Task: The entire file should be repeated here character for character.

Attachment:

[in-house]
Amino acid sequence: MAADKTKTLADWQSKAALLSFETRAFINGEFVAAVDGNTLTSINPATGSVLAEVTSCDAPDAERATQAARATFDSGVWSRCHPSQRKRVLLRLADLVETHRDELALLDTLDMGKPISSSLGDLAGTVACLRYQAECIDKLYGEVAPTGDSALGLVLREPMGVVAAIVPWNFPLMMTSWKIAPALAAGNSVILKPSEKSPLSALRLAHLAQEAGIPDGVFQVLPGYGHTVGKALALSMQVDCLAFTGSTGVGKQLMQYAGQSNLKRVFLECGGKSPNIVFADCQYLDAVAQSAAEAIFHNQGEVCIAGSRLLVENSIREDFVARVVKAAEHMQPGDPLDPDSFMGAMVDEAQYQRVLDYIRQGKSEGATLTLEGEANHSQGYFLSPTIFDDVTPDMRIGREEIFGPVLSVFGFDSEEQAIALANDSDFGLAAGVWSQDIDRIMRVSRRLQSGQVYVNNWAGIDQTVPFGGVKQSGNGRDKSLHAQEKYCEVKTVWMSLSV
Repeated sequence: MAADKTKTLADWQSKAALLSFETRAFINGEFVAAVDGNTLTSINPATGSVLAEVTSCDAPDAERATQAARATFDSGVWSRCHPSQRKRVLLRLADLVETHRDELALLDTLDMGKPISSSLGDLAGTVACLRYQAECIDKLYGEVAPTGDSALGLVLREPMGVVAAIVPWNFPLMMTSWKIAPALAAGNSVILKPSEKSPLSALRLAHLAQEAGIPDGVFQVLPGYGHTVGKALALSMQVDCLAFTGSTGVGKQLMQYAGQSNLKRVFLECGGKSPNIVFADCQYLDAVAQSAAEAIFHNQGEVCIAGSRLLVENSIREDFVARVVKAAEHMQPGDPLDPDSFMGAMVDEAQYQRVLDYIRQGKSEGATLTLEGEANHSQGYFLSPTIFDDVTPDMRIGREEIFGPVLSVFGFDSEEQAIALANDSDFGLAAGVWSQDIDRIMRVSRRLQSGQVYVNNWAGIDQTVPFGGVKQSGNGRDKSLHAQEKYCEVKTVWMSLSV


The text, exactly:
[in-house]
Amino acid sequence: MAADKTKTLADWQSKAALLSFETRAFINGEFVAAVDGNTLTSINPATGSVLAEVTSCDAPDAERATQAARATFDSGVWSRCHPSQRKRVLLRLADLVETHRDELALLDTLDMGKPISSSLGDLAGTVACLRYQAECIDKLYGEVAPTGDSALGLVLREPMGVVAAIVPWNFPLMMTSWKIAPALAAGNSVILKPSEKSPLSALRLAHLAQEAGIPDGVFQVLPGYGHTVGKALALSMQVDCLAFTGSTGVGKQLMQYAGQSNLKRVFLECGGKSPNIVFADCQYLDAVAQSAAEAIFHNQGEVCIAGSRLLVENSIREDFVARVVKAAEHMQPGDPLDPDSFMGAMVDEAQYQRVLDYIRQGKSEGATLTLEGEANHSQGYFLSPTIFDDVTPDMRIGREEIFGPVLSVFGFDSEEQAIALANDSDFGLAAGVWSQDIDRIMRVSRRLQSGQVYVNNWAGIDQTVPFGGVKQSGNGRDKSLHAQEKYCEVKTVWMSLSV
Repeated sequence: MAADKTKTLADWQSKAALLSFETRAFINGEFVAAVDGNTLTSINPATGSVLAEVTSCDAPDAERATQAARATFDSGVWSRCHPSQRKRVLLRLADLVETHRDELALLDTLDMGKPISSSLGDLAGTVACLRYQAECIDKLYGEVAPTGDSALGLVLREPMGVVAAIVPWNFPLMMTSWKIAPALAAGNSVILKPSEKSPLSALRLAHLAQEAGIPDGVFQVLPGYGHTVGKALALSMQVDCLAFTGSTGVGKQLMQYAGQSNLKRVFLECGGKSPNIVFADCQYLDAVAQSAAEAIFHNQGEVCIAGSRLLVENSIREDFVARVVKAAEHMQPGDPLDPDSFMGAMVDEAQYQRVLDYIRQGKSEGATLTLEGEANHSQGYFLSPTIFDDVTPDMRIGREEIFGPVLSVFGFDSEEQAIALANDSDFGLAAGVWSQDIDRIMRVSRRLQSGQVYVNNWAGIDQTVPFGGVKQSGNGRDKSLHAQEKYCEVKTVWMSLSV